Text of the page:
Proto-Anabaptist Meetings

At present, many define Anabaptism in a fashion that essentially parallels Protestant Evangelicalism.  Looking at the nature of the average “church service” or “worship service”, the barebones order consists of the following.

  1. Opening Song
  2. Welcome and announcements
  3. Continued worship set
  4. Prayer
  5. Sermon
  6. Receive tithes and offerings
  7. Closing song

You also must include the Sunday school and the very questionable “children’s church service”.[1] That’s just the rudimentary worship service order, that’s not counting the various trappings that has been adopted over the centuries. Commenting on this matter in The New Republic, Ed Kilgore observes:

[T]he single most notable trend in mainline American Protestantism in recent decades has been the adoption of liturgical practices associated with Catholicism, such as frequent communion and observance of liturgical seasons, particularly since Rome reformed its own liturgy during and after the Second Vatican Council Catholics and most mainline Protestants have long since adopted a common “lectionary” of scripture readings for use during worship services throughout the year. At the same time, the radical theological experiments that were once so fashionable in liberal Protestant circles have been subsiding; mainliners are far more likely to recite the historic Nicene or Apostle’s creeds during worship than are evangelicals. In other words, a growing number of mainline Protestants now worship much like Catholics.[2]

In contrast, I would like to highlight the nature of the prototypical Anabaptist’s “worship service”. That is how the group that began on January 1525 in Zollikon, Switzerland now known as the Swiss Brethren formally the Brüder in Christus (Brothers in Christ). Harold S. Bender tells us that the “service began with the reading of a passage from the New Testament and ended with baptism of such as desired it, and with a general participation in the Lord’s Supper. Baptisms took place at any time and at any place, in the morning or in the evening, in the house or at the stream.” [3] Regarding the Lord’s Supper and its observance Bender continues to relate that the “ceremony was made as simple as possible. The one who was conducting the service simply broke or cut a loaf of bread and pronounced over it the words of consecration, whereupon whoever desired was permitted to take a portion with the wine.”[4]

Their meetings basically consisted of the reading of God’s Word, observance of the ordinances and an open invitation to baptism. The Global Anabaptist Mennonite Encyclopedia Online states in “contrast to the general Reformation doctrine that the church comes to expression when the Word is preached and the sacraments properly observed, the Anabaptists believed that the “true church is raised up” where “faith, spirit, and power” result in “repentance and change of life” and obedience to the truth. Hence the Anabaptists placed little emphasis in formal public worship or ceremonies, and rejected all liturgy.”[5] Ecclesial discipline was implemented as well; the Anabaptists called it the “Rule of Christ”.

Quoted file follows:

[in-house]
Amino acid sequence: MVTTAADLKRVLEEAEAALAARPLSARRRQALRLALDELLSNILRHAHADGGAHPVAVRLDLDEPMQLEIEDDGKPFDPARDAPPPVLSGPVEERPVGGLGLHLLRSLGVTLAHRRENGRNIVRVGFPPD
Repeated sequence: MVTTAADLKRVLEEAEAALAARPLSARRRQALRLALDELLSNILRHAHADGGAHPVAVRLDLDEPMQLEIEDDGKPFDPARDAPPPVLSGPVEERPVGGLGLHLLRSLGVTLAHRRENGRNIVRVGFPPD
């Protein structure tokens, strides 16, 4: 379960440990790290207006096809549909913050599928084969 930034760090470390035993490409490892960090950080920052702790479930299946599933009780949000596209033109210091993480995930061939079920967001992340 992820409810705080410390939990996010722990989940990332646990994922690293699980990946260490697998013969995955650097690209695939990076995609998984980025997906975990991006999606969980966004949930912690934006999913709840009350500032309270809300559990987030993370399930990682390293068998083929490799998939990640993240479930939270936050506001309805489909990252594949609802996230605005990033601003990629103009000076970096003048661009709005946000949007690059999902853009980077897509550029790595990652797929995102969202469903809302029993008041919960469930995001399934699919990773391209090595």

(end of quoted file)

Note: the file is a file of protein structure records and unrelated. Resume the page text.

Some argue that the Anabaptist primitive meeting style existed because of persecution. That is the Brethren was limited in what they could do otherwise they would have emulated those around them. The truth of the matter is that persecution did not determine the nature and structure of their meetings instead persecution “which made meetings difficult and often dangerous, gave added support to this basic attitude.”[6] The oppression they underwent only enforced an attitude that was present from the launch of the movement. One can summarize thus:

In such worship a common searching of life was involved, and discipline naturally resulted, often carried through as a supplement to the regular worship. The fact that several ministers served the group in Bible reading, admonition, and prayer, and that services were not held in large church buildings but in homes or barns, in forest retreats, or even caves, in addition to the understanding that every member was a responsible adult who had chosen to follow Christ and shared fully in the life of the brotherhood, added to the intense sense of participation by all. Hence, Anabaptist congregations were not “audiences” in attendance upon a worship service furnished by a clergyman in a building belonging to the state and used for nothing else, but a genuine brotherhood sharing in Bible study, prayer, and mutual admonition. The high authority of the Bible of course placed it in the very center of the service, and the reading and exposition of it, or admonition from it, was the most important element. In a sense life was more important than worship.[7]

The above quote does a superb job of contrasting the past with the present, however I must point out far more said there then one truly realize. Perhaps this will be addressed in a future post.


[1] This is not the norm but some find it very appealing.

[2] Ed Kilgore, “The Widening Political Divide between Catholicism and Mainline Protestantism,” The New Republic, April 30, 2012, accessed March 13, 2014, http://www.newrepublic.com/article/books-and-arts/103027/ross-douthat-response-religion.

[3] Harold Stauffer Bender, Conrad Grebel, C. 1498-1526: The Founder of the Swiss Brethren Sometimes Called Anabaptists (Eugene, Or.: Wipf and Stock, 1998), 138.

[4] Ibid.

[5] Harold S. Bender et al., eds., Global Anabaptist Mennonite Encyclopedia Online (Harrisonburg, Virginia, and Waterloo, Ontario: Herald Press, 1989), s.v. “Worship, Public,” accessed March 13, 2014, http://www.gameo.org/index.php?title=Worship,_Public#1959_Article.

[6] Ibid.

[7] Ibid.

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